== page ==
Aaahhh!!!!! What the hell is in my ear????
Oh yeah, I have hearing aids now. No big deal. Or is it?
I certainly did not think hearing aids would be a thing in the early second half of my thirties (NOT late thirties, mind you). But what do you know, they are. The first two weeks, I thought about them constantly. Will they ever feel comfortable? Are they working? What’s that noise? Can people see them? And if I stopped thinking about them for one second, I would start swatting and say,
“What the hell is in my ear????!!!!”
Oh yeah. I have hearing aids now. And the cycle would continue.
Here are 5 things that surprised me about getting hearing aids:
- I didn’t realize how much I needed them until I had them.
My hearing loss started over 8 years ago when I was in my twenties and pregnant with my first child. My ears started ringing constantly, but my OB told me it would likely go away once I had the baby. (Something about increased blood flow during pregnancy. I don’t know. I couldn’t hear half of what she said. HA!) When it didn’t subside, I headed to an ENT. I had a terrible head cold that day and convinced myself that was what caused the hearing test to show I had mild hearing loss. Frankly, I was just there to rule out a brain tumor, so once I did, I stopped listening. I learned to live with the ringing in my ears (tinnitus), using white noise to mask it when it got bad.
Then, a few months ago, I started hearing my heart beat in my ears. I found it pretty hard to ignore, and when I discovered that a friend from college had opened an audiology clinic across the street from my office, it felt like a sign. After running the gamut of tests and making me laugh away my anxiety, Melissa told me my hearing loss had gotten worse, and she would recommend hearing aids in both ears.
I was shocked at first because I really didn’t feel like I had that much trouble hearing, but over the following weeks, it started to dawn on me – my husband’s annoyance with having to repeat himself, my preference for taking phone calls on speakerphone (or not at all), awkwardly smiling and nodding after missing half the conversation in a crowded restaurant, looking the wrong way when there was a noise in the distance. It all added up. I did struggle with hearing. I had just thought it was normal.
- Hearing aids are not covered by insurance.
The next shock was sticker shock. Hearing aids are not cheap, especially the most current technology. On top of that, the insurance industry views hearing aids as “nice to have” not “need to have,” which really fired me up. I was insulted by the idea that hearing is viewed as a luxury. Untreated hearing loss is linked to social isolation, depression, lower wages, and above all else, DEMENTIA. Hearing stimulates specific paths in your brain that will shut down if they aren’t used, which can cause the loss of gray matter. People with untreated hearing loss are 2-3 times more likely to develop dementia! So, we’re not talking about my ears – we’re talking about my brain. I don’t know about you, but I’m fairly protective over my brain, so to me, hearing aids were 100% necessary. Despite what insurance companies think, untreated hearing loss doesn’t come without consequences.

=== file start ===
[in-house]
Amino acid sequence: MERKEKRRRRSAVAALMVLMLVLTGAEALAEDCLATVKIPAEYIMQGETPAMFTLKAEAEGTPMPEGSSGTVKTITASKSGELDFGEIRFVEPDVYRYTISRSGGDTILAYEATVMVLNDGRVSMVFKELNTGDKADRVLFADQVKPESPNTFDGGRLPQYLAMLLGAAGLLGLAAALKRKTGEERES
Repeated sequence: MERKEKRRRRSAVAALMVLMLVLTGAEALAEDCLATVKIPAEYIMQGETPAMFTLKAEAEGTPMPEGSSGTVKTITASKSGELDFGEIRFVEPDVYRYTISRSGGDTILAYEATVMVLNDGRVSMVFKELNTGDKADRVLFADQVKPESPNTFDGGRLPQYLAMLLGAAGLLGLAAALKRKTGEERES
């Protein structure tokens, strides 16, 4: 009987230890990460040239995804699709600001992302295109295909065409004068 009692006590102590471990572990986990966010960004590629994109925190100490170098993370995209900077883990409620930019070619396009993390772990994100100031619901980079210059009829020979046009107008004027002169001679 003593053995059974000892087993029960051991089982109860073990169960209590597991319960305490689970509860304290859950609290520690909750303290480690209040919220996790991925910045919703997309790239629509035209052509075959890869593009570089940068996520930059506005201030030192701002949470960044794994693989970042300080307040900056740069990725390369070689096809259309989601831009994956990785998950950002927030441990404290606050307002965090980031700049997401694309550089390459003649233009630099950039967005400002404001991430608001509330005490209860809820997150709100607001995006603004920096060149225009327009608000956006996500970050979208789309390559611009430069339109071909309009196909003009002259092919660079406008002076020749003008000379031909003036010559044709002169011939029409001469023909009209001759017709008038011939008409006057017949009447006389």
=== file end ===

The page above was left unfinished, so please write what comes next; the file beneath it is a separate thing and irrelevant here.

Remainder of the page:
Vision used to have the same problem. In fact, vision insurance didn’t exist until 1955 when a group of optometrists got together to form a non-profit vision benefit company. Now that we understand more about the effects of hearing loss, I predict the same for hearing coverage in the semi-near future.
- Having hearing aids doesn’t make me feel old.
It might make some people feel old, especially if the hearing loss is age-related, but my hearing loss started in my 20’s (where I still mentally live), so it didn’t make me feel old at all. Actually, with the blue-tooth technology my hearing aids have, they kind of make me feel cool. It’s like having invisible air pods in all the time.
- It’s emotional.
Even though no one can really see them and they don’t make me feel old, getting hearing aids was an emotional experience for me. The idea of needing “equipment” to go through my everyday life was disconcerting. It seemed like news I had to break to people. Sometimes, I was met with an overwhelming amount of sympathy.
Person: Oh my God, I am so sorry! Are you okay?
Me: Oh yeah, no big deal. Like 7 million Americans have them, so it’s super common.
Other times, I was met with a shrug.
Person: Oh, cool. I know 14 other people who have hearing aids.
Me: But this is a HUGE deal! Feel sorry for me and give me all your attention!
In short, it was a rollercoaster, and I really didn’t know how to feel about it.
- It quickly becomes normal.
I’ve never had to wear glasses, but that’s kind of how I view my hearing aids now. Every morning, I put them in. Every night, I take them out. I’ve gotten more familiar with the app that lets me adjust them for any given environment, and it can be fun to play around with it.
The good part about experiencing something like this is being able to guide other people through it. It can be scary and isolating and just plain confusing, but you’re not alone. Does the physical pain/discomfort go away? Yes. Does your brain adjust to all the new sounds you’re hearing? Yes. Will you still mistakenly think there is a bug in your ear once in a while? Yes. Or maybe that’s just me.